Currently, the site remains have become known as Matsuyama Historic Park. Parts of the castle remain around the park, such as the otemon gate called the Tamonzakura, which is a prefectural designated cultural asset. The Matsuyama Castle in Yamagata is a relatively modern castle that sheds light on the culture of the Edo period.
Sagae Castle is located in Marunouchi, Sagae, in Yamagata Prefecture.
The site of the castle was originally the residence that Chikahiro, legitimate son of Oue Hiromoto, built in Sagae during the Kamakura period. His descendant, Oue Tokiuji, improved and renovated the residence into a castle, known as Sagae Castle, which even had three moats.
In 1584, the Oue family lost in a battle against Mogami Yoshiaki, and were completely annihilated. Following the battle, Sagae Hizen became lord of the castle, but after the death of Yoshiaki, Hizen killed himself and Sagae Castle was abandoned.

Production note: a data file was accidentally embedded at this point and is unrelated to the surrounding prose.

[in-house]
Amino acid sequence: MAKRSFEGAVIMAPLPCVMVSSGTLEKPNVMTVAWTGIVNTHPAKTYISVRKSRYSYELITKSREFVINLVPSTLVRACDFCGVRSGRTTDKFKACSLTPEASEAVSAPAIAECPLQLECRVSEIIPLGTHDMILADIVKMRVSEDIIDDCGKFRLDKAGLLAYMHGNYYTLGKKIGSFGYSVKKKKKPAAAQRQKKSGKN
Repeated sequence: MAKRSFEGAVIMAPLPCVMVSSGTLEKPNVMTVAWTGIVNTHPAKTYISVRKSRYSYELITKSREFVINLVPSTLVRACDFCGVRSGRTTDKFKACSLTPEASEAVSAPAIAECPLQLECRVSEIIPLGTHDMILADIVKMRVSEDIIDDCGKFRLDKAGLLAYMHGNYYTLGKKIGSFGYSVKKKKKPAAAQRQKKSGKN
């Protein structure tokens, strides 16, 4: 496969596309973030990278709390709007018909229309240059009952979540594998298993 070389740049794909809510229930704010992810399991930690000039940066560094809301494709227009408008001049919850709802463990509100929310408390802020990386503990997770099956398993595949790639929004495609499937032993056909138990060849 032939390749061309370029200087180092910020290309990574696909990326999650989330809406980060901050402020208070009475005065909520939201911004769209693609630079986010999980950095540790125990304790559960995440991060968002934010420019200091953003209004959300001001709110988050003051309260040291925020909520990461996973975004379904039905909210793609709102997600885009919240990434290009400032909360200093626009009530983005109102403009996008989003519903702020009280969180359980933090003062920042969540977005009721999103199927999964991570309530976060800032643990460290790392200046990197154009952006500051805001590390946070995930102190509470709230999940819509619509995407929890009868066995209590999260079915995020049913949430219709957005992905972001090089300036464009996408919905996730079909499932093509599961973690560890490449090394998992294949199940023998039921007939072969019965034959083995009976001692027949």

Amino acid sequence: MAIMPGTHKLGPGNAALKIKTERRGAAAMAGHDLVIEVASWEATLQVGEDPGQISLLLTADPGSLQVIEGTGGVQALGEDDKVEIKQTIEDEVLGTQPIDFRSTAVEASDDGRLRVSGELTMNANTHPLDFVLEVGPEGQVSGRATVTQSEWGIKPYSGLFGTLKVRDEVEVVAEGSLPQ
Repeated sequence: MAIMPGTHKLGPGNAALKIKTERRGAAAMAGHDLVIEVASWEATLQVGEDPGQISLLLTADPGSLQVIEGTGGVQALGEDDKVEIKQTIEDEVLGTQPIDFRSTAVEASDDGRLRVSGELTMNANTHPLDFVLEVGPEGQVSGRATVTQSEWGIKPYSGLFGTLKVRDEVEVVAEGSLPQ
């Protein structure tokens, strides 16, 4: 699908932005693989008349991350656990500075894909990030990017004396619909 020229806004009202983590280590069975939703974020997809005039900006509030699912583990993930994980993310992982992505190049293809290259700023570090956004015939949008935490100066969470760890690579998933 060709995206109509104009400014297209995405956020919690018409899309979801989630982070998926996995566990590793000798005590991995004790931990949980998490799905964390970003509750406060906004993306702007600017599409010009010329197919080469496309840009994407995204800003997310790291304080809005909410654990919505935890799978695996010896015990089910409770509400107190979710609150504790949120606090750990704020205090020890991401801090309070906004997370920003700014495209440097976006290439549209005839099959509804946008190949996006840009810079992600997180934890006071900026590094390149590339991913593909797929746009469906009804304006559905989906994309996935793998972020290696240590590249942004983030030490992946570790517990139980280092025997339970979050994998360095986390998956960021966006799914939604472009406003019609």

Currently, the old castle land has become the grounds of the Sagae Elementary School. Most of the remains of the castle have been lost, due to residential development in the area. The only thing remaining of the castle are the moats, which are missing the west side.
Sagae Castle holds the memories of the local powerful clan, the Oue Family.
The remains of Mukaihaguroyama Castle are located in Aizumisato in Fukushima Prefecture.
In 1561, the lord of Kuroyama Castle, Ashina Moriuji, started to build Mukaihaguroyama Castle as his retirement castle, taking seven years to complete.
Back in those days, Ashina Moriuji was also famous for uniting all of Aizu. In the east during 1550, Moriuji joined forces with Tamura Takaki, lord of the Miharu Castle, and attacked Asaka-gun, allowing them to become influential in the Sendo region.
Meanwhile, the Satake Family managed to attack and overtake the Nango region. In time, these two groups became enemies. In 1574, Moriuji abandoned Mukaihaguroyama Castle following the death of his eldest son, Shishi Morioki, and returned to Kuroyama Castle. Afterwards, the Ashina Family gradually weakened, and were annihilated by the Date Family.